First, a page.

There’s a spate of new stock exchanges ready to launch to compete for your trading dollar. LTSE began full trading operations this week. MEMX will begin a phased launch on Sept. 21, and the MIAX Pearl Equities, which runs three options exchanges, will debut its equities exchange on Sept. 25.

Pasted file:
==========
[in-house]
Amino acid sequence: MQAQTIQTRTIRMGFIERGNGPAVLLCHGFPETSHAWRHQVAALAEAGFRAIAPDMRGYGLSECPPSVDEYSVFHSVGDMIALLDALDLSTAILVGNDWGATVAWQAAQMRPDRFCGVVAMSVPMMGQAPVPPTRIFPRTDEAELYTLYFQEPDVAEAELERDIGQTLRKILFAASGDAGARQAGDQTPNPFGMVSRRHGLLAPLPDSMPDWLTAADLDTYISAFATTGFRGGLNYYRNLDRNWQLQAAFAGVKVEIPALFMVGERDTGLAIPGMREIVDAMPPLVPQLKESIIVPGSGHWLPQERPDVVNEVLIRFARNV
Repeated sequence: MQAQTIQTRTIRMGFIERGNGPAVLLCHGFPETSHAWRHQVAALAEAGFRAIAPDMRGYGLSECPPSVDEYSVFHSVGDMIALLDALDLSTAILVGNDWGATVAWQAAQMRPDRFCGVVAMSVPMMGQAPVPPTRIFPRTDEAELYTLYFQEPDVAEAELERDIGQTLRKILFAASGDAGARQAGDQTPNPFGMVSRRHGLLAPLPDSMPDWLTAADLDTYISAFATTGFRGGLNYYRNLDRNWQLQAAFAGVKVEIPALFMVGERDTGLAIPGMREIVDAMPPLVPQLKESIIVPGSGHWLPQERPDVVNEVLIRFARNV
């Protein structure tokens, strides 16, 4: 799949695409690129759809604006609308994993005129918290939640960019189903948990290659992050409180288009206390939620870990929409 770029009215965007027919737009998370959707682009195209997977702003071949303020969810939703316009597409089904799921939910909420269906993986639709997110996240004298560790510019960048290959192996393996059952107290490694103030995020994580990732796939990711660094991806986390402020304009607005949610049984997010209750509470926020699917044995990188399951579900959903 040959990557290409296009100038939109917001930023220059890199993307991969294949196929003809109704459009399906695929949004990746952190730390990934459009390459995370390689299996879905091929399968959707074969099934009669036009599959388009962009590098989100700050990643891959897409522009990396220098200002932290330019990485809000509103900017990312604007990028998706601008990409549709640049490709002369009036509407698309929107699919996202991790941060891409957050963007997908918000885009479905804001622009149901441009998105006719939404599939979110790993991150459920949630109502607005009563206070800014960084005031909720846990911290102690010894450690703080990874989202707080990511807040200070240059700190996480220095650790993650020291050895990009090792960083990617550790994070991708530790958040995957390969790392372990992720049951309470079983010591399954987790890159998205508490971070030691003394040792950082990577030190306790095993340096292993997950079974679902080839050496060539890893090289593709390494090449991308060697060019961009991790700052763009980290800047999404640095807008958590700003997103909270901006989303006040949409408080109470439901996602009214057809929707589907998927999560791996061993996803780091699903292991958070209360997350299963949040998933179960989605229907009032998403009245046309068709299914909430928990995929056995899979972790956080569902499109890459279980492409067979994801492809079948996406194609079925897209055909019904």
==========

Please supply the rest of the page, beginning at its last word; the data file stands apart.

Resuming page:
In theory, it’s a great time for a new exchange: equity volumes are about 50% higher than last year thanks to the pandemic and the ups and downs in the market partly created by the enormous stimulus efforts from the Federal Reserve and Congress. But do we really need them? “We don’t need them, but they will still get created because it is a way to pressure costs lower,” says Rich Repetto, who follows exchanges at Piper Sandler. The new exchanges are being driven by a desire to hit different market niches, from a group that wants long-term investors, to one that is just looking to create a cheaper place to trade. If you are into ESG (Environmental, Social, and Governance) as a goal for corporate America, the Long-Term Stock Exchange is what you have been waiting for. The MEMX is all about cutting costs. It’s backed by a who’s who of Wall Street firms, including JPMorgan, Goldman Sachs, as well as money managers like BlackRock (which owns iShares, the largest ETF family), and Fidelity. Online brokers Charles Schwab and TD Ameritrade are also backers, as well as global market makers Citadel Securities and Virtu Financial. With all this competition, you’d think the NYSE and Nasdaq would be worried. If they are, they don’t show it. “We welcome new entrants, as we have been successfully competing in the US equity markets for nearly 50 years and work every day to add value to our clients,” Nasdaq spokesperson Joe Christinat said in an email to CNBC.